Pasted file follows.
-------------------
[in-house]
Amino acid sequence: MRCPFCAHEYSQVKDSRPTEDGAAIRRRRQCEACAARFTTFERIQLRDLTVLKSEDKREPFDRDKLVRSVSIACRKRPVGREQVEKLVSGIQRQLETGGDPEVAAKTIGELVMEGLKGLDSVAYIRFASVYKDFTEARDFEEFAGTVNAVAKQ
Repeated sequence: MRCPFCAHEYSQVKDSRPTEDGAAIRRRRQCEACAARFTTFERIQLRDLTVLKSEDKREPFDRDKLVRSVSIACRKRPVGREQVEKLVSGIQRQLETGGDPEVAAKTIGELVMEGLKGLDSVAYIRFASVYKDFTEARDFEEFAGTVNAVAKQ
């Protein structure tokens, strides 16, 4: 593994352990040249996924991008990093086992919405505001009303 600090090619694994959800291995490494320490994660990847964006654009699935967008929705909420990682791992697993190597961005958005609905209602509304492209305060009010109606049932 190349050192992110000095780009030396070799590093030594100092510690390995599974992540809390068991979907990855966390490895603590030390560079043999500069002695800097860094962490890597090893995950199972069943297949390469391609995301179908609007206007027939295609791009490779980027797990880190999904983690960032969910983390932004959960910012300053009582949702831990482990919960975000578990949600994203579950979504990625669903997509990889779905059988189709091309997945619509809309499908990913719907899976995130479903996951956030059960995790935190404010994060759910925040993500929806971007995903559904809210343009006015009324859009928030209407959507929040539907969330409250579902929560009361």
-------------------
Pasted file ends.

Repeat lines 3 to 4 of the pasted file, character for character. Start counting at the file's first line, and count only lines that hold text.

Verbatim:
Repeated sequence: MRCPFCAHEYSQVKDSRPTEDGAAIRRRRQCEACAARFTTFERIQLRDLTVLKSEDKREPFDRDKLVRSVSIACRKRPVGREQVEKLVSGIQRQLETGGDPEVAAKTIGELVMEGLKGLDSVAYIRFASVYKDFTEARDFEEFAGTVNAVAKQ
């Protein structure tokens, strides 16, 4: 593994352990040249996924991008990093086992919405505001009303 600090090619694994959800291995490494320490994660990847964006654009699935967008929705909420990682791992697993190597961005958005609905209602509304492209305060009010109606049932 190349050192992110000095780009030396070799590093030594100092510690390995599974992540809390068991979907990855966390490895603590030390560079043999500069002695800097860094962490890597090893995950199972069943297949390469391609995301179908609007206007027939295609791009490779980027797990880190999904983690960032969910983390932004959960910012300053009582949702831990482990919960975000578990949600994203579950979504990625669903997509990889779905059988189709091309997945619509809309499908990913719907899976995130479903996951956030059960995790935190404010994060759910925040993500929806971007995903559904809210343009006015009324859009928030209407959507929040539907969330409250579902929560009361």